top of page

Welcome to Crime and Justice News

Trump Argues Indictment Is More About Persecution, Not Prosecution

In his first public remarks since pleading not guilty to federal criminal charges on Tuesday, former President Trump attempted to persuade his supporters that the case against him is illegitimate.

Though it seemed that his camp was initially reticent to address the specifics of the indictment, Trump went into a detailed defense before a crowd at his Bedminster, N.J., golf club. He presented alternate histories, legal disinformation, and false claims of political victimization to craft a narrative that he seemed to believe his followers will accept as fact, reports Vox.

The speech previewed a strategy to neutralize the impact of a case that could stretch well into the 2024 election and beyond. It mirrors Trump’s successful approach to negating previous threats to his political power, including congressional investigations into his involvement in the January 6, 2021, insurrection and potential collusion between his campaign and Russia in the 2016 election.

Trump cast his second indictment — for allegedly refusing to return classified documents to federal authorities after he left the White House — as a plot against him, calling it “election interference” and “yet another attempt to rig and steal a presidential election.”

“Threatening me with 400 years in prison for possessing my own presidential papers … is one of the most outrageous and vicious legal theories ever put forward in an American court of law,” he said. “They ought to drop this case immediately.”

With the media spotlight on him Tuesday, Trump seized the opportunity to try convincing his party that the latest indictment is more about persecution than prosecution. If history is any indication, pursuing that strategy may help Trump convince his supporters that he did not do anything wrong, even if a Miami jury ultimately finds him guilty of some or all of the 37 counts against him.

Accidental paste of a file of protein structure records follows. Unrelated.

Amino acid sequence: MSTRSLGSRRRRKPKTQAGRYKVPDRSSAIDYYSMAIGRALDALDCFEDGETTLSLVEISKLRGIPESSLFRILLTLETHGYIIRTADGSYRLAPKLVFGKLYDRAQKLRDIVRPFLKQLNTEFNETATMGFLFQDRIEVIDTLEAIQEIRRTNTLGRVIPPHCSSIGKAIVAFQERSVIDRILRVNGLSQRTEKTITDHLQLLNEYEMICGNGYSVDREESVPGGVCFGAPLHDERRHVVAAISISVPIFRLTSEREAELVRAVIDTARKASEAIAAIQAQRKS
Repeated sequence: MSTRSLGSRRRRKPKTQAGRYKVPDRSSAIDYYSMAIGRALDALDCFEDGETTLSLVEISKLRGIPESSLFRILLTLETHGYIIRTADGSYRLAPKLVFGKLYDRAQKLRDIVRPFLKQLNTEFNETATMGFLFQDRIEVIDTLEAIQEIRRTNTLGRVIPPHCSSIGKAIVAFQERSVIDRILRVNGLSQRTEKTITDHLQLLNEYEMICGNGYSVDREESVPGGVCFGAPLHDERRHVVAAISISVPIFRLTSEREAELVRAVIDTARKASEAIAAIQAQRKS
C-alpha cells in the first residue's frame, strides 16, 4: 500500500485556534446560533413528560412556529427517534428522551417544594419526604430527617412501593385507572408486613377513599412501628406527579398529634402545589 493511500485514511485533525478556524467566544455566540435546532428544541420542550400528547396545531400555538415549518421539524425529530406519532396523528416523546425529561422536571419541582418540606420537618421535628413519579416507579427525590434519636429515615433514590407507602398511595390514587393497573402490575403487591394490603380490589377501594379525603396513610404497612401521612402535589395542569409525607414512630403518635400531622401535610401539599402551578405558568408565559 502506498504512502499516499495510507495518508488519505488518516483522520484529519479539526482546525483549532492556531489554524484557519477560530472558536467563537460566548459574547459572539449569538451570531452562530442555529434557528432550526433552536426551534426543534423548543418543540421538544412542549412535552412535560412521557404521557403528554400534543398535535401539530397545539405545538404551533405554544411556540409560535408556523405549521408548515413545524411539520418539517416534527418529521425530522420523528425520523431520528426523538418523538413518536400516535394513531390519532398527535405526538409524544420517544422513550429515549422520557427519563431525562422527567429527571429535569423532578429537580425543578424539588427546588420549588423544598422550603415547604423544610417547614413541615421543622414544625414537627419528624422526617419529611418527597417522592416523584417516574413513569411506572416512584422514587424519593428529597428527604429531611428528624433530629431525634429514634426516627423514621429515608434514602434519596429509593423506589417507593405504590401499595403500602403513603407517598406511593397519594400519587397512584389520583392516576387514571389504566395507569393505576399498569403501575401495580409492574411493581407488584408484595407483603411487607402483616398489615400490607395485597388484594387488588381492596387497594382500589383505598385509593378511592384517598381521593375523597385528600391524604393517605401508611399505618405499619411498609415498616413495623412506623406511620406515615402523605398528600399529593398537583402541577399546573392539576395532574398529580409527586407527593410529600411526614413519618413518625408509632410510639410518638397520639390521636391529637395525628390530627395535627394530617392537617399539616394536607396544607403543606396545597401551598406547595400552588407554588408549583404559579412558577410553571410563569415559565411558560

Trump argued Tuesday that he’s subject to a nefarious double standard given that his political opponents have never faced charges in connection to retaining documents from their public service.

As “evidence,” he cited cases involving President Biden, 2016 Democratic opponent Hillary Clinton, and former President Bill Clinton. Classified documents were found in Biden’s personal office and at his Delaware home. Hillary Clinton used a private, unsecured email server while serving as secretary of state that stored discussions of classified information (but not classified documents themselves). Bill Clinton kept tapes in his sock drawer documenting an oral history of his time in the White House.

Trump failed to mention that Biden promptly turned over those documents; there is no evidence that he or Hillary Clinton tried to obstruct justice; and a court found that Bill Clinton’s tapes were personal records that did not need to be turned over to the National Archives.


Recent Posts

See All


A daily report co-sponsored by Arizona State University, Criminal Justice Journalists, and the National Criminal Justice Association

bottom of page